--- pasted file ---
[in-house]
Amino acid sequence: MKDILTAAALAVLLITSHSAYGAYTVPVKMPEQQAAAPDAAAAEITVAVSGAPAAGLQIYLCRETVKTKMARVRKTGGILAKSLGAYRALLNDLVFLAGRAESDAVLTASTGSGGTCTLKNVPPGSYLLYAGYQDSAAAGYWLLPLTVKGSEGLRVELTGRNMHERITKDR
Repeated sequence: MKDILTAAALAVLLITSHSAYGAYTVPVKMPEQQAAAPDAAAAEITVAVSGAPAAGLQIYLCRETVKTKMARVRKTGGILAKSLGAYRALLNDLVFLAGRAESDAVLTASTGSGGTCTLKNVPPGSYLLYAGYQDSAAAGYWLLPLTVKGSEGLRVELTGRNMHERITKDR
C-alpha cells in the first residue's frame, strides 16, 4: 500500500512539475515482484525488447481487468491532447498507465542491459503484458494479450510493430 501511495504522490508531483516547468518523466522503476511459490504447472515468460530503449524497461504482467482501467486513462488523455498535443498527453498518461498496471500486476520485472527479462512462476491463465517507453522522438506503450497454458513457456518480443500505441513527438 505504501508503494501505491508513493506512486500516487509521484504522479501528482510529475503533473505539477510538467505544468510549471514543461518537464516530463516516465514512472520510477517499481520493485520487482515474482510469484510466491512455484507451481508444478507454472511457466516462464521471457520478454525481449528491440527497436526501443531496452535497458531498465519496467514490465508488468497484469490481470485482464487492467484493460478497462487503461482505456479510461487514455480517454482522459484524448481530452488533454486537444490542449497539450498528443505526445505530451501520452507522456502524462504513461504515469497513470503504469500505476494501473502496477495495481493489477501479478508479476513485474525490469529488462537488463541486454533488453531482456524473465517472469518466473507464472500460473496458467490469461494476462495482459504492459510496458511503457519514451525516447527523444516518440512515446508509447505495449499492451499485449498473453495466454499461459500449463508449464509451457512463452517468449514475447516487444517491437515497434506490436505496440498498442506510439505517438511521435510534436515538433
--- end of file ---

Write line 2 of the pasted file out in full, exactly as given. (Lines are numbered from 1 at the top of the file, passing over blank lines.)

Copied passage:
Amino acid sequence: MKDILTAAALAVLLITSHSAYGAYTVPVKMPEQQAAAPDAAAAEITVAVSGAPAAGLQIYLCRETVKTKMARVRKTGGILAKSLGAYRALLNDLVFLAGRAESDAVLTASTGSGGTCTLKNVPPGSYLLYAGYQDSAAAGYWLLPLTVKGSEGLRVELTGRNMHERITKDR